Wouldn’t it be wonderful if you had a magic button that could generate incredible event ideas?
No more rummaging around different websites to find inspiration. Your conferences would brim with fun and interaction. The attendees would remember your event for months.
Sadly, there’s no such button (that we know of).
But here’s the good news: We have compiled this list of 85 event ideas that will wow your attendees.
To help you navigate through them, we’ve organized the ideas into categories:
- CONFERENCE OPENING IDEAS
- ICEBREAKER EVENT IDEAS
- INTERACTIVE SESSION FORMATS
- Q&A FORMATS
- EVENT TECH IDEAS
- NETWORKING EVENT IDEAS
- CONFERENCE CLOSING IDEAS
- POST-EVENT ENGAGEMENT IDEAS
Copy them, try them, and get inspired.
1. CONFERENCE OPENING IDEAS
To grab your attendees’ attention, you need to start strong. These ideas will help you pull people in and set the right tone.
Speaker introduction quiz
Instead of reading boring speaker bios, introduce presenters with an interactive quiz. Like in the game, Two truths, one lie, create a poll for each presenter that lists two facts and one lie about them. The audience has to guess the lie. When you reveal the correct answer, ask the speaker to share their story. It will make them feel more relaxed and get the audience interested.
E.g. “Which of these statements about Anna is a lie?”
- I started my first company at the age of 19
- A bear chased me twice
- In the past, I used to be a math teacher
One big clap for the sponsors
Thanking your sponsors at the start is important for you, but not so much fun for the attendees. So, why not turn it into a dynamic game? Ask the audience to clap once for each sponsor you name. Shout out the names and give a physical cue for when people should clap.
2. ICEBREAKER EVENT IDEAS
Once you’ve kicked off, it’s important that you get the energy in the room up, before diving into serious topics. To do that, icebreakers are your trump card. Here are some of our favorites.
Sharing stories is the most natural icebreaker. But attendees need a bit of a nudge. Split the audience into groups of five and hand out pens and paper. Give people 10 minutes to think about an experience and note down key points. It can be the most innovative event or overcoming a problem at work. Then, attendees share their stories in turns.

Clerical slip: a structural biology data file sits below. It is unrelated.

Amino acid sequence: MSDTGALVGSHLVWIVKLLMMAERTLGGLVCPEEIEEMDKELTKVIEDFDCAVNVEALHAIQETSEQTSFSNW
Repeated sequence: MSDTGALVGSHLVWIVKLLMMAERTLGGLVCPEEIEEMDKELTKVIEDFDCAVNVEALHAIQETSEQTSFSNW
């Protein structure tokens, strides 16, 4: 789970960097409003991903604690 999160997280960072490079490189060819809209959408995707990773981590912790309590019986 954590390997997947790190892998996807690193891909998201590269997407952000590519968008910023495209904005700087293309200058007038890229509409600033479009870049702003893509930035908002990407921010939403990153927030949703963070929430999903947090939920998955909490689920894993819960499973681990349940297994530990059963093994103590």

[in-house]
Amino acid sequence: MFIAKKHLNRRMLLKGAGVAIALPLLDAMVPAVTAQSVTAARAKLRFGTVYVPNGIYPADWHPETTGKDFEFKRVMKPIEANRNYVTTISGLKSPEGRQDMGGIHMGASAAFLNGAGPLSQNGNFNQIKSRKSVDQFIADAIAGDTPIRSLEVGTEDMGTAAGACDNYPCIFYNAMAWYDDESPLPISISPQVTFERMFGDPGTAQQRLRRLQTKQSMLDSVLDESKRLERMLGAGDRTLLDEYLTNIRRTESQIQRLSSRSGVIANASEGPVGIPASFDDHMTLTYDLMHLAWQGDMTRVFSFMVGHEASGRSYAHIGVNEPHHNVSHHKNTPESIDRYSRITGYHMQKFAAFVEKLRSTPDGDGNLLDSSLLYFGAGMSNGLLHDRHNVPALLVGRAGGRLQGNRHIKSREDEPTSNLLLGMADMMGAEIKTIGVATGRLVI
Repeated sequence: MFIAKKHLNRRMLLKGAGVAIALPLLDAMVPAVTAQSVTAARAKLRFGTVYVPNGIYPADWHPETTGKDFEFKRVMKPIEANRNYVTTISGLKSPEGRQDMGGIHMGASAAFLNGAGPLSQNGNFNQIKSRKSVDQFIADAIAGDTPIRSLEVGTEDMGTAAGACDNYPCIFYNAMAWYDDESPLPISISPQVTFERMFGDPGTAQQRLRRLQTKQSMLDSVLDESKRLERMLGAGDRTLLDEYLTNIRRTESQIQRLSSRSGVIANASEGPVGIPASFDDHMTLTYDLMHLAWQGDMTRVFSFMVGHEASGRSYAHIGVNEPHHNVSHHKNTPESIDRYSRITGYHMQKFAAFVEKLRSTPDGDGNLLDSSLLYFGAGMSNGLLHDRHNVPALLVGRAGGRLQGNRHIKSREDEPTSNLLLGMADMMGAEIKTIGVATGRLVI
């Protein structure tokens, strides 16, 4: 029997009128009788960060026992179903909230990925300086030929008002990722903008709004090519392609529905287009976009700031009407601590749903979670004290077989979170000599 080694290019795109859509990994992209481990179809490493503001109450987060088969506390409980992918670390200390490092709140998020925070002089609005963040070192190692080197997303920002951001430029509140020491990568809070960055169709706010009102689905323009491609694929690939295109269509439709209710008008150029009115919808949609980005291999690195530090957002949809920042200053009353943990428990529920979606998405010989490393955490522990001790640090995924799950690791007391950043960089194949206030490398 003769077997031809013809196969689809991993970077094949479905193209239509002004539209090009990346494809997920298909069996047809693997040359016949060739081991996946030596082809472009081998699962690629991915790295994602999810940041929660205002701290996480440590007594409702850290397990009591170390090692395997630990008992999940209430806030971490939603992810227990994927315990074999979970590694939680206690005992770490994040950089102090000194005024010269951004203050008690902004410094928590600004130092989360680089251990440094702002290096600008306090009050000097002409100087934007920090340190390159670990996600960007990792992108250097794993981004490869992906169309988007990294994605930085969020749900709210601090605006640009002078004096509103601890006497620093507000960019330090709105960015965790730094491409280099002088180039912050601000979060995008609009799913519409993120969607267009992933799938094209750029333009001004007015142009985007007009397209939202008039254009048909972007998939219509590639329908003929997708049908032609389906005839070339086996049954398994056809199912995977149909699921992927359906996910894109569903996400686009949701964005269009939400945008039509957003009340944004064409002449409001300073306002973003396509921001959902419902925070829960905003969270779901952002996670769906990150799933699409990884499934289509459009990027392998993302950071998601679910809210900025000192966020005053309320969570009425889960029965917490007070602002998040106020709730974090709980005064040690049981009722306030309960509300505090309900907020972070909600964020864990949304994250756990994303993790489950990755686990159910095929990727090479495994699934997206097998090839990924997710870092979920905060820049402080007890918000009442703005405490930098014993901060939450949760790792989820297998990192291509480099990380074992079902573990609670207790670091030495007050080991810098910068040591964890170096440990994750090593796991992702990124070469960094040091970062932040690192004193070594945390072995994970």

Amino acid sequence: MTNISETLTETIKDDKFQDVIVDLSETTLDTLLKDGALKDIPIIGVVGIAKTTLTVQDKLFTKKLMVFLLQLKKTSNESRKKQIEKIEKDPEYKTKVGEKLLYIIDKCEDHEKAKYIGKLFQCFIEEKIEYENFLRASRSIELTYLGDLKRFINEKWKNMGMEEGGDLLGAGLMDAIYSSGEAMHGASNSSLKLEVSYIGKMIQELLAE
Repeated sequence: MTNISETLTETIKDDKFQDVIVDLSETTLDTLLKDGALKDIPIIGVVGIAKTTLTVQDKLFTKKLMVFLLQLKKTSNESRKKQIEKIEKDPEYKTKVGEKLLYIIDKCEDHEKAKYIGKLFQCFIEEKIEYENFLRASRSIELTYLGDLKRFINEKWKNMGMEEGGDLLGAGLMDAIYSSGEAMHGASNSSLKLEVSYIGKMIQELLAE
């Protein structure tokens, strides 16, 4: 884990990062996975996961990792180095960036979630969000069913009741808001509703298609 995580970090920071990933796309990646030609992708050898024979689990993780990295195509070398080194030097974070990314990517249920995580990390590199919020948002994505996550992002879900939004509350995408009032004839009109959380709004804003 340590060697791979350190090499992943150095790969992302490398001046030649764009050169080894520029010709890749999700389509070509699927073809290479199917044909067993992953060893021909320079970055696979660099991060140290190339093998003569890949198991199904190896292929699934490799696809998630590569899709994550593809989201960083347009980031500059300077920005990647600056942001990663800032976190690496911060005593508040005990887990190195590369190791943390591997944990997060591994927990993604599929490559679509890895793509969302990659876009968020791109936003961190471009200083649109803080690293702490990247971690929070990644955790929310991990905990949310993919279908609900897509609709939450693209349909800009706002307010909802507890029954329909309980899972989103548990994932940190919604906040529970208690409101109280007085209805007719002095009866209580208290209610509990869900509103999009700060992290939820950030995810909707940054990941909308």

To ensure the content is fine-tuned to your attendees’ needs, find out they want to discuss. Ask them: What do you expect to get out of this session? Using one word, what themes do you want to hear about? But instead of wasting paper, collect these with a poll or use a brainstorming tool. Then ask the moderator to read out the submissions to kick off discussions.
Prepare the questions
This icebreaker will help you in two ways. First, it gets people talking. Second, it will also power your Q&A. Invite each attendee to talk to a neighbor and come up with an insightful question. Collect these questions and then address them during question time.
One of the easiest ways to break the ice and capture people’s attention is through live polls. Especially when you want to engage a large crowd at once. After your opening remarks, use polls to loosen up the atmosphere and uncover people’s learning objectives. We have dedicated a whole section to live polls, with example polls you can copy – check them out now.
Imagine you could have a snowball fight inside the conference room. Well, now you can, thanks to this energy booster borrowed from Eric de Groot. Hand out sheets of paper and invite everyone to stand up. Ask each person to crumple up their piece of paper into a ball. On a count of three, turn on some upbeat music while the attendees throw the balls at a target. People will love it.
This is an extension of the snowball fight idea. Before crumpling up the paper, ask everyone to write down a challenge they face. After the balls are thrown, ask each person to grab the nearest one and read the anonymous challenges. Seeing the hurdles people face gives you clear guidance on what to focus on during the sessions.
The most effective energizers get people physically moving. This one works best with a group of up to 50 people. Take a beach ball and write questions all over it, e.g. What’s your job role? What is your biggest achievement? Which superpower would you like to have? Then, throw the ball into the audience. Each time someone catches it, ask the person to answer the question on which their right index finger has landed, and pass it on.
Guess my job
Like Question ball, this icebreaker game is ideal for smaller groups of up to 50 people. Each person writes down the most interesting job they’ve had on a piece of paper and throws it into a box. Then, one by one, ask 5-10 people to pick one out at random. Get them to guess the job owner by asking questions, e.g. Show of hands; who has worked on a farm? Repeat it a few times until people feel more relaxed.